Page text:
Estimating temporal variation in transmission of COVID-19 and adherence to social distancing measures in Australia

May 15, 2020


A number of data streams provide information on mobility before and in response to COVID-19 across Australian states/territories. Each of these data streams represents a different aspect of population mobility, but they show some common trends — reflecting underlying changes in behaviour. We use a latent variable statistical model to simultaneously analyse these data streams and quantify these underlying behavioural variables.


Nick Golding, Freya M. Shearer, Robert Moss, Peter Dawson, Lisa Gibbs, Eva Alisic, Jodie McVernonDavid J. Price, James M. McCaw

Technical report posted online 15 May 2020. Access here.

Key messages

Assessment of adherence to social distancing measures

  • An analysis of trends in population mobility data streams up to 11 May was performed to assess adherence to social distancing policy.
  • This analysis suggests that adherence to social distancing measures may have decreased in the past four weeks (Figure 2).
  • Two waves of a national survey were conducted to assess how Australians are thinking, feeling and behaving in response to social distancing measures (Figures 3 and 4).
  • We used a statistical model to analyse the survey data and estimate a 37% increase (from 2.78 to 3.80) in reported daily non-household contacts between 3 April and 6 May.

Estimates of current epidemic activity

  • Due to very low case incidence, estimates of the effective reproduction number (Reff) using existing methodologies are becoming increasingly unstable, i.e., based primarily on model assumptions rather than actual case data.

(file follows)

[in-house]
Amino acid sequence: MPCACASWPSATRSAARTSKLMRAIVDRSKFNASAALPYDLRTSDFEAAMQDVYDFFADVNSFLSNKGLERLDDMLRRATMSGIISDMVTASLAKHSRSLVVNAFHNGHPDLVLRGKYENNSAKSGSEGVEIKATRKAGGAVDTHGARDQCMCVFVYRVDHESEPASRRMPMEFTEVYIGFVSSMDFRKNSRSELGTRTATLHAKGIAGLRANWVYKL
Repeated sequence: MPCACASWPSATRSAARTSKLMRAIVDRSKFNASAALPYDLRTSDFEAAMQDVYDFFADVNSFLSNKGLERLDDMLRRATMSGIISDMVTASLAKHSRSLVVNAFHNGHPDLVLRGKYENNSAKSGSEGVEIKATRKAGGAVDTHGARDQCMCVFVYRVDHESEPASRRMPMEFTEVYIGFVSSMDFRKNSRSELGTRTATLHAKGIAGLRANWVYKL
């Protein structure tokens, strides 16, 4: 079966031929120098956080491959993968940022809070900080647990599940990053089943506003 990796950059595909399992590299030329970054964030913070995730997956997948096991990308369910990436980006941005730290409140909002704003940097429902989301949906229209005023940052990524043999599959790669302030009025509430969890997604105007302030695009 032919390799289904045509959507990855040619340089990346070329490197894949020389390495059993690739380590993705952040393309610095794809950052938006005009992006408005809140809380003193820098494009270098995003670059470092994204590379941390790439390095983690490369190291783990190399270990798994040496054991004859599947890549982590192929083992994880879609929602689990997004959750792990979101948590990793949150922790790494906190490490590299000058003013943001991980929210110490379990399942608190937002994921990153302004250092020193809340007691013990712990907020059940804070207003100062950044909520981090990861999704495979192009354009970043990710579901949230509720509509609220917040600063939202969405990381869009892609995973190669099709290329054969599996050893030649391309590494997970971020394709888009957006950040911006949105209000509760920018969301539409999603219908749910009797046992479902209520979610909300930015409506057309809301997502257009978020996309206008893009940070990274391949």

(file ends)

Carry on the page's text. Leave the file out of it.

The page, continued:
• To overcome this limitation, we report preliminary estimates of local transmission potential (Figure 7) from a new method which estimates components of the effective reproduction number. This method uses both daily incident case counts and outputs from an analysis of population mobility (Figure 1).

Forecasts of the daily number of new confirmed cases

  • Estimates of local transmission potential were input into a mathematical model of disease dynamics which was projected forward to forecast the daily number of new confirmed cases.
  • We report Australia-wide (Figure 8) and state-level (Figure 10) forecasts of the daily number of new confirmed cases up to 1 July, assuming that local transmission potential remains at its current estimated level.

Forecasts of the daily number of new confirmed cases under alternative future transmission scenarios

  • A scenario analysis was performed to assess the potential impact of increased transmission following the relaxation of social distancing measures from 11 May.
  • We project the daily number of new confirmed cases in Australia up to 1 July for three future scenarios: one where local transmission potential increases from 11 May to 1.1, one where it increases to 1.2, and another where it increases to 1.5 (Figures 9, S8, S9, and S10).

Technical reports and summaries